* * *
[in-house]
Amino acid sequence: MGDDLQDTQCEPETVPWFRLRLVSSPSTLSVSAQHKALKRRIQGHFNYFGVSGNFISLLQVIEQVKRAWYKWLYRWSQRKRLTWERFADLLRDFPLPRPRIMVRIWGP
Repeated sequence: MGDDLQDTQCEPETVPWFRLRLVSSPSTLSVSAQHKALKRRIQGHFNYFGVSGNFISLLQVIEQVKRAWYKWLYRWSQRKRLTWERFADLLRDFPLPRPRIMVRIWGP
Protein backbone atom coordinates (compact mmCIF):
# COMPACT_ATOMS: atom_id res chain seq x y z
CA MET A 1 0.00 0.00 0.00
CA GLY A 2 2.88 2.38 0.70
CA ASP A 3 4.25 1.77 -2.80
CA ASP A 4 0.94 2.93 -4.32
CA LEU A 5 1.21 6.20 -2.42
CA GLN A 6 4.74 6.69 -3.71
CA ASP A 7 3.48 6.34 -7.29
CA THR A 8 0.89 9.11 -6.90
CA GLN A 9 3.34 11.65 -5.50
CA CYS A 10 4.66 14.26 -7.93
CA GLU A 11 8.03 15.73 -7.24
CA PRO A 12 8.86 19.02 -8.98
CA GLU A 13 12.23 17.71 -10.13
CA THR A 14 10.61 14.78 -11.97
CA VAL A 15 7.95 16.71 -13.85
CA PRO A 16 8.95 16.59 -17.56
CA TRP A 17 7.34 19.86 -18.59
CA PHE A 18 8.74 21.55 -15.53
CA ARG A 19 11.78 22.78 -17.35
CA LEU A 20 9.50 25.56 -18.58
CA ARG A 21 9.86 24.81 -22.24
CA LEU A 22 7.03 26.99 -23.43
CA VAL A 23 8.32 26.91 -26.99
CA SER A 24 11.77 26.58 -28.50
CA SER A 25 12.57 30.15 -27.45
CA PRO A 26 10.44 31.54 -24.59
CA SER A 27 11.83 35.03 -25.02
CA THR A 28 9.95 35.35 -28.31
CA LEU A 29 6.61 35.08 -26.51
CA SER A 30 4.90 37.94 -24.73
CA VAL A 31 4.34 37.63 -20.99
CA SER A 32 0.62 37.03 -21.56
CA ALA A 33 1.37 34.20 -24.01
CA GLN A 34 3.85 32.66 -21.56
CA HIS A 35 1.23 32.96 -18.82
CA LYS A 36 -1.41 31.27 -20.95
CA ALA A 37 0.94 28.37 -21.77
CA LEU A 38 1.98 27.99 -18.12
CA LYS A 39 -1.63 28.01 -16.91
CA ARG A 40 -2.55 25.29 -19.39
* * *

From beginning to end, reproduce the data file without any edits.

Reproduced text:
[in-house]
Amino acid sequence: MGDDLQDTQCEPETVPWFRLRLVSSPSTLSVSAQHKALKRRIQGHFNYFGVSGNFISLLQVIEQVKRAWYKWLYRWSQRKRLTWERFADLLRDFPLPRPRIMVRIWGP
Repeated sequence: MGDDLQDTQCEPETVPWFRLRLVSSPSTLSVSAQHKALKRRIQGHFNYFGVSGNFISLLQVIEQVKRAWYKWLYRWSQRKRLTWERFADLLRDFPLPRPRIMVRIWGP
Protein backbone atom coordinates (compact mmCIF):
# COMPACT_ATOMS: atom_id res chain seq x y z
CA MET A 1 0.00 0.00 0.00
CA GLY A 2 2.88 2.38 0.70
CA ASP A 3 4.25 1.77 -2.80
CA ASP A 4 0.94 2.93 -4.32
CA LEU A 5 1.21 6.20 -2.42
CA GLN A 6 4.74 6.69 -3.71
CA ASP A 7 3.48 6.34 -7.29
CA THR A 8 0.89 9.11 -6.90
CA GLN A 9 3.34 11.65 -5.50
CA CYS A 10 4.66 14.26 -7.93
CA GLU A 11 8.03 15.73 -7.24
CA PRO A 12 8.86 19.02 -8.98
CA GLU A 13 12.23 17.71 -10.13
CA THR A 14 10.61 14.78 -11.97
CA VAL A 15 7.95 16.71 -13.85
CA PRO A 16 8.95 16.59 -17.56
CA TRP A 17 7.34 19.86 -18.59
CA PHE A 18 8.74 21.55 -15.53
CA ARG A 19 11.78 22.78 -17.35
CA LEU A 20 9.50 25.56 -18.58
CA ARG A 21 9.86 24.81 -22.24
CA LEU A 22 7.03 26.99 -23.43
CA VAL A 23 8.32 26.91 -26.99
CA SER A 24 11.77 26.58 -28.50
CA SER A 25 12.57 30.15 -27.45
CA PRO A 26 10.44 31.54 -24.59
CA SER A 27 11.83 35.03 -25.02
CA THR A 28 9.95 35.35 -28.31
CA LEU A 29 6.61 35.08 -26.51
CA SER A 30 4.90 37.94 -24.73
CA VAL A 31 4.34 37.63 -20.99
CA SER A 32 0.62 37.03 -21.56
CA ALA A 33 1.37 34.20 -24.01
CA GLN A 34 3.85 32.66 -21.56
CA HIS A 35 1.23 32.96 -18.82
CA LYS A 36 -1.41 31.27 -20.95
CA ALA A 37 0.94 28.37 -21.77
CA LEU A 38 1.98 27.99 -18.12
CA LYS A 39 -1.63 28.01 -16.91
CA ARG A 40 -2.55 25.29 -19.39